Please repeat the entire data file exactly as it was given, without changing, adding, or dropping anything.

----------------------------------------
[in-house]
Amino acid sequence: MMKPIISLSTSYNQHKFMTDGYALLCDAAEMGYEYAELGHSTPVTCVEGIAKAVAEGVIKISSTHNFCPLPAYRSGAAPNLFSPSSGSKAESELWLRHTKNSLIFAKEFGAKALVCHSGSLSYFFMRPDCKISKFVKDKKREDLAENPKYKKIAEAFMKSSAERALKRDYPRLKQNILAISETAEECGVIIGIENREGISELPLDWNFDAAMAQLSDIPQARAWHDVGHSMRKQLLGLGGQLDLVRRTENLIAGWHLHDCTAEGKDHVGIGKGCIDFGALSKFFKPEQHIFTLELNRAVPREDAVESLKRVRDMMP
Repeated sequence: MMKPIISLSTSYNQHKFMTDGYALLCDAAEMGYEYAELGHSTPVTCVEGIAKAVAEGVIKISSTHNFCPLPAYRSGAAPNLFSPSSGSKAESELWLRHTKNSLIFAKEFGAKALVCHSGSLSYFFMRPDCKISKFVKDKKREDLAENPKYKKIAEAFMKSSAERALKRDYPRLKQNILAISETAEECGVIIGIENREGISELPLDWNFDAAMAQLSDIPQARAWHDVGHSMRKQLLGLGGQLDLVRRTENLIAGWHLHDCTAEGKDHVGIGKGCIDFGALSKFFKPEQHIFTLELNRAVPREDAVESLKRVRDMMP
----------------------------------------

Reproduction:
[in-house]
Amino acid sequence: MMKPIISLSTSYNQHKFMTDGYALLCDAAEMGYEYAELGHSTPVTCVEGIAKAVAEGVIKISSTHNFCPLPAYRSGAAPNLFSPSSGSKAESELWLRHTKNSLIFAKEFGAKALVCHSGSLSYFFMRPDCKISKFVKDKKREDLAENPKYKKIAEAFMKSSAERALKRDYPRLKQNILAISETAEECGVIIGIENREGISELPLDWNFDAAMAQLSDIPQARAWHDVGHSMRKQLLGLGGQLDLVRRTENLIAGWHLHDCTAEGKDHVGIGKGCIDFGALSKFFKPEQHIFTLELNRAVPREDAVESLKRVRDMMP
Repeated sequence: MMKPIISLSTSYNQHKFMTDGYALLCDAAEMGYEYAELGHSTPVTCVEGIAKAVAEGVIKISSTHNFCPLPAYRSGAAPNLFSPSSGSKAESELWLRHTKNSLIFAKEFGAKALVCHSGSLSYFFMRPDCKISKFVKDKKREDLAENPKYKKIAEAFMKSSAERALKRDYPRLKQNILAISETAEECGVIIGIENREGISELPLDWNFDAAMAQLSDIPQARAWHDVGHSMRKQLLGLGGQLDLVRRTENLIAGWHLHDCTAEGKDHVGIGKGCIDFGALSKFFKPEQHIFTLELNRAVPREDAVESLKRVRDMMP